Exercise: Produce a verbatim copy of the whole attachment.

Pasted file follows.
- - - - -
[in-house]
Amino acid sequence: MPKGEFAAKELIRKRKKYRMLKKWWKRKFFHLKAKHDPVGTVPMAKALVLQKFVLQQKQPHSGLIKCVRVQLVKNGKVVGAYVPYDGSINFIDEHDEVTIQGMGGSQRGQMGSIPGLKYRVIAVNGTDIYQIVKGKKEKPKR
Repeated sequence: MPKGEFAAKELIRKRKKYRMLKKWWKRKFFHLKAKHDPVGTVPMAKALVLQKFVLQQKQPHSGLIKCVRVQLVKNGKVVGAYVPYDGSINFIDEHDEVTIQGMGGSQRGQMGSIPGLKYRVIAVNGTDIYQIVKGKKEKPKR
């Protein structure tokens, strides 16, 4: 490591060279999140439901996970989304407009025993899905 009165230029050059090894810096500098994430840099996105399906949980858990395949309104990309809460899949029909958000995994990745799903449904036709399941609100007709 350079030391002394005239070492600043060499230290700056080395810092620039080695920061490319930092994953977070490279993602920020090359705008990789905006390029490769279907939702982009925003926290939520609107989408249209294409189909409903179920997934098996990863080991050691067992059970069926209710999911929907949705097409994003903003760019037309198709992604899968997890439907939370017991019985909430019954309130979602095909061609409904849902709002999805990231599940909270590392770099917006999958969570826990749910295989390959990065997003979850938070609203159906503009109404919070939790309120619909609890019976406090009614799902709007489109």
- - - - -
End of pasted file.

[in-house]
Amino acid sequence: MPKGEFAAKELIRKRKKYRMLKKWWKRKFFHLKAKHDPVGTVPMAKALVLQKFVLQQKQPHSGLIKCVRVQLVKNGKVVGAYVPYDGSINFIDEHDEVTIQGMGGSQRGQMGSIPGLKYRVIAVNGTDIYQIVKGKKEKPKR
Repeated sequence: MPKGEFAAKELIRKRKKYRMLKKWWKRKFFHLKAKHDPVGTVPMAKALVLQKFVLQQKQPHSGLIKCVRVQLVKNGKVVGAYVPYDGSINFIDEHDEVTIQGMGGSQRGQMGSIPGLKYRVIAVNGTDIYQIVKGKKEKPKR
């Protein structure tokens, strides 16, 4: 490591060279999140439901996970989304407009025993899905 009165230029050059090894810096500098994430840099996105399906949980858990395949309104990309809460899949029909958000995994990745799903449904036709399941609100007709 350079030391002394005239070492600043060499230290700056080395810092620039080695920061490319930092994953977070490279993602920020090359705008990789905006390029490769279907939702982009925003926290939520609107989408249209294409189909409903179920997934098996990863080991050691067992059970069926209710999911929907949705097409994003903003760019037309198709992604899968997890439907939370017991019985909430019954309130979602095909061609409904849902709002999805990231599940909270590392770099917006999958969570826990749910295989390959990065997003979850938070609203159906503009109404919070939790309120619909609890019976406090009614799902709007489109």